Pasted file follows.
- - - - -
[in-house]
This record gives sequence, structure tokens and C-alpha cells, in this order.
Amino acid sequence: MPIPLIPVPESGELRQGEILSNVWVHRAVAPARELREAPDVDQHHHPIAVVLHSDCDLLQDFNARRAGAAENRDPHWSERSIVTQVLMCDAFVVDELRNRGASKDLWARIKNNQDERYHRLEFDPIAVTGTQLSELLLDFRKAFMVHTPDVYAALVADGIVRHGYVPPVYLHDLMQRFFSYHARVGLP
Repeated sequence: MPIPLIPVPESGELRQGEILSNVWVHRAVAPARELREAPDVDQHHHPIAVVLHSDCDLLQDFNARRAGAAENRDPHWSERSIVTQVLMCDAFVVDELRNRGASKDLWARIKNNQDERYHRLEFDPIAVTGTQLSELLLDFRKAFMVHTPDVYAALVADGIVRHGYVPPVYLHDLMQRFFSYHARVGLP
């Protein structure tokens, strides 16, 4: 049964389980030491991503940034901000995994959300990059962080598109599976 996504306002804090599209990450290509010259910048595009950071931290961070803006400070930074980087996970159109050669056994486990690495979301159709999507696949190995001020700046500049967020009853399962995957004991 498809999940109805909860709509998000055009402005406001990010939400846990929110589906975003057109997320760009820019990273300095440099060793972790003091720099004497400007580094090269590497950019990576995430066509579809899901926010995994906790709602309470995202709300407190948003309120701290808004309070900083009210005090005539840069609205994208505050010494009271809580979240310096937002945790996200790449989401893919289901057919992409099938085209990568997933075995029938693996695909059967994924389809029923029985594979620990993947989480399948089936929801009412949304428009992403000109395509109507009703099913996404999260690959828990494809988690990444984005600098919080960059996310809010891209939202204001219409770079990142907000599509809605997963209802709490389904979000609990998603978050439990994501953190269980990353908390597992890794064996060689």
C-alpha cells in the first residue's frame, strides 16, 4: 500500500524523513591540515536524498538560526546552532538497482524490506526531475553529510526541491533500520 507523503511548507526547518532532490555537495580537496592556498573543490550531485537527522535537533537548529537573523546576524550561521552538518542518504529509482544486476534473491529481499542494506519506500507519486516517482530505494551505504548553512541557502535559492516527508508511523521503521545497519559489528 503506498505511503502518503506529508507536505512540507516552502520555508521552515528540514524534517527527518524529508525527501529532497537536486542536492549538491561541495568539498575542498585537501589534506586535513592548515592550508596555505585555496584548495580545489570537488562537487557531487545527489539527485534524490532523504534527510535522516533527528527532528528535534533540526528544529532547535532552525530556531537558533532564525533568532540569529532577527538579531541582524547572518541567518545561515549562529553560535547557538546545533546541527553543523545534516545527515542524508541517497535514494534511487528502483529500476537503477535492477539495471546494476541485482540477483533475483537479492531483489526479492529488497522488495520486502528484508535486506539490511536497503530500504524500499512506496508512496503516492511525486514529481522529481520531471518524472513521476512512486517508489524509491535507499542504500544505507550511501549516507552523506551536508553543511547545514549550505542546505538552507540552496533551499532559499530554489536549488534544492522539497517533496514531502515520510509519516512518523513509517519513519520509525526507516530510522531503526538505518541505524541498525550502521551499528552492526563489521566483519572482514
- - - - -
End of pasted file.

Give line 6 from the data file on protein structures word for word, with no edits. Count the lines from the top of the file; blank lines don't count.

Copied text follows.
C-alpha cells in the first residue's frame, strides 16, 4: 500500500524523513591540515536524498538560526546552532538497482524490506526531475553529510526541491533500520 507523503511548507526547518532532490555537495580537496592556498573543490550531485537527522535537533537548529537573523546576524550561521552538518542518504529509482544486476534473491529481499542494506519506500507519486516517482530505494551505504548553512541557502535559492516527508508511523521503521545497519559489528 503506498505511503502518503506529508507536505512540507516552502520555508521552515528540514524534517527527518524529508525527501529532497537536486542536492549538491561541495568539498575542498585537501589534506586535513592548515592550508596555505585555496584548495580545489570537488562537487557531487545527489539527485534524490532523504534527510535522516533527528527532528528535534533540526528544529532547535532552525530556531537558533532564525533568532540569529532577527538579531541582524547572518541567518545561515549562529553560535547557538546545533546541527553543523545534516545527515542524508541517497535514494534511487528502483529500476537503477535492477539495471546494476541485482540477483533475483537479492531483489526479492529488497522488495520486502528484508535486506539490511536497503530500504524500499512506496508512496503516492511525486514529481522529481520531471518524472513521476512512486517508489524509491535507499542504500544505507550511501549516507552523506551536508553543511547545514549550505542546505538552507540552496533551499532559499530554489536549488534544492522539497517533496514531502515520510509519516512518523513509517519513519520509525526507516530510522531503526538505518541505524541498525550502521551499528552492526563489521566483519572482514